Raina explained that reduction in keeping constant the service tax on ad revenue brought more growth to industry in the long term. “Service tax on lease rentals is affecting our advertising business as many ad agencies are paying huge rentals.

On the whole, it appears to be negative and needs to be reworked. In the media industry, the major cost comes from capital expenditure, rent and employee cost. Tax holiday for 10 years needs proposed for this new medium to grow,” he further said.

Raina added, “Outdoor advertisement through LCD/plasma screens was a new and upcoming segment for the Indian media industry. Due to this, the companies are bound to accumulate huge losses during the initial phase of business due to more competitive player in the market and higher outflow of rent and capital expenditure. Corporate taxes in other Asian countries are lower than in India. For example, the corporate tax rate in Hong Kong is 17.50 per cent, in Singapore it is 20 per cent, and in Malaysia it is 27 per cent. These countries directly compete with India and attract foreign direct investment. Our Finance Minister needs to take positive steps to design the corporate taxes policy in a manner which enables us to compete with other Asian countries.”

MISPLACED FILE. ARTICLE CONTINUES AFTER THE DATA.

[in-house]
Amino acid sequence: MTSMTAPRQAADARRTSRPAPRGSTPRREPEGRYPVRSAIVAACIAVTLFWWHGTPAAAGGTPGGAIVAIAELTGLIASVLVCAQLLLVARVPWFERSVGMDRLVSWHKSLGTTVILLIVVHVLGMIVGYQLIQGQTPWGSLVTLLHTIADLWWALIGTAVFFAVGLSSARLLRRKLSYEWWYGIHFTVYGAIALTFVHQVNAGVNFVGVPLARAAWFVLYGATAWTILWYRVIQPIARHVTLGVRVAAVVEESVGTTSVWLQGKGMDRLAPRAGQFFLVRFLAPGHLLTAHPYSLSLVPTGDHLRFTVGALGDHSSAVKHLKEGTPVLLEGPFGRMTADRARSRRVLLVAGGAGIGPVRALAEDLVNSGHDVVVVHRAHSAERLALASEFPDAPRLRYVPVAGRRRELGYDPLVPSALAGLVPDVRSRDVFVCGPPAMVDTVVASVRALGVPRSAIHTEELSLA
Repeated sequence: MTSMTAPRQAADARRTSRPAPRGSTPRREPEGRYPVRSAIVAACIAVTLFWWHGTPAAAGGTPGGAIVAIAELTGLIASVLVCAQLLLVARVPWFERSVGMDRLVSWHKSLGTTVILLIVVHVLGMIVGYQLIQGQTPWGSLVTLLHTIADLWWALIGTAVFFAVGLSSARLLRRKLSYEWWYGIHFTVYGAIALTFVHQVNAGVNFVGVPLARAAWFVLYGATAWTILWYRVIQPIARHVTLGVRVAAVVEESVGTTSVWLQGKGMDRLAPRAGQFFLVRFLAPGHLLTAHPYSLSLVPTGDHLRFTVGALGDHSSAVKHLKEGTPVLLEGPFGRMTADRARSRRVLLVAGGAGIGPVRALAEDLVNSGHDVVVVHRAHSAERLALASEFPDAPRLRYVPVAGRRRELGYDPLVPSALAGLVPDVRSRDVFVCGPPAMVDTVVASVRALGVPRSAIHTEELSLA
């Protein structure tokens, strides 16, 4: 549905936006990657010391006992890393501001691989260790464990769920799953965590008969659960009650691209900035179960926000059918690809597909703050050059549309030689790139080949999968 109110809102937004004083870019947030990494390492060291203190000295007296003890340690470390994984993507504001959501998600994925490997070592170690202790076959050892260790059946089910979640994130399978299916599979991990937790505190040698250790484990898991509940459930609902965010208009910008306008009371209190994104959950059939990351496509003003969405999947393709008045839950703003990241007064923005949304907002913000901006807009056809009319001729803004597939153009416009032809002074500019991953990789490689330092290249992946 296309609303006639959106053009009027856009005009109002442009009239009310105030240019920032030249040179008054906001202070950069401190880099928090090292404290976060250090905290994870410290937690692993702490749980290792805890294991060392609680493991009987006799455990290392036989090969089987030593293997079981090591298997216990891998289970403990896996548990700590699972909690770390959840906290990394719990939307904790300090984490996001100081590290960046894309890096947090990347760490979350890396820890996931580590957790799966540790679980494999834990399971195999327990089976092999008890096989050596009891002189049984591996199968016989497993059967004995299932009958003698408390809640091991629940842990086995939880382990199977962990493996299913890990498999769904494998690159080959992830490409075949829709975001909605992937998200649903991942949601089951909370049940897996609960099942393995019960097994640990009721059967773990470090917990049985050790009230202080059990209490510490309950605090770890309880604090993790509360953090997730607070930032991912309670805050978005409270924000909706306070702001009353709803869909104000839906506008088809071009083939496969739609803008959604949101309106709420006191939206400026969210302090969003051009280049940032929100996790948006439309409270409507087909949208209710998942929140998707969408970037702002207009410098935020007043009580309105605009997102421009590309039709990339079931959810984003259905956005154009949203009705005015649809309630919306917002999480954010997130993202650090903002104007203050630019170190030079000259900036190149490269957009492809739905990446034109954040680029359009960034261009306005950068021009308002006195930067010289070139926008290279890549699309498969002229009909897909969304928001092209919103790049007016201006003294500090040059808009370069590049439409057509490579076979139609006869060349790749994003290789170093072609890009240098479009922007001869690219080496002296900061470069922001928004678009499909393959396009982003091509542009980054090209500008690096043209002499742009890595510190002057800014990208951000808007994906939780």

Has the Union Budget generally ignored the interest of the media and entertainment (M&E) industry? According to Raina, the M&E industry was expected to be one of the prime beneficiaries of the continued growth in India’s GDP. He, however, added, “Despite being one of the fastest growing sectors, it is impacted by its cyclical ties. The economic growth and rising income levels have supported the sector’s growth. With an estimated size of $8 billion, the turnover of the sector is expected to reach $18 billion by 2010 at a CAGR of 19 per cent. All segments in the industry are projected to grow. Maximum growth is expected from television, OOH and film segments. The Finance Minister needs to give special packages to boost this industry.”

Also read:

Budget Wishlist: IBF gives its wish list to the Finance Ministry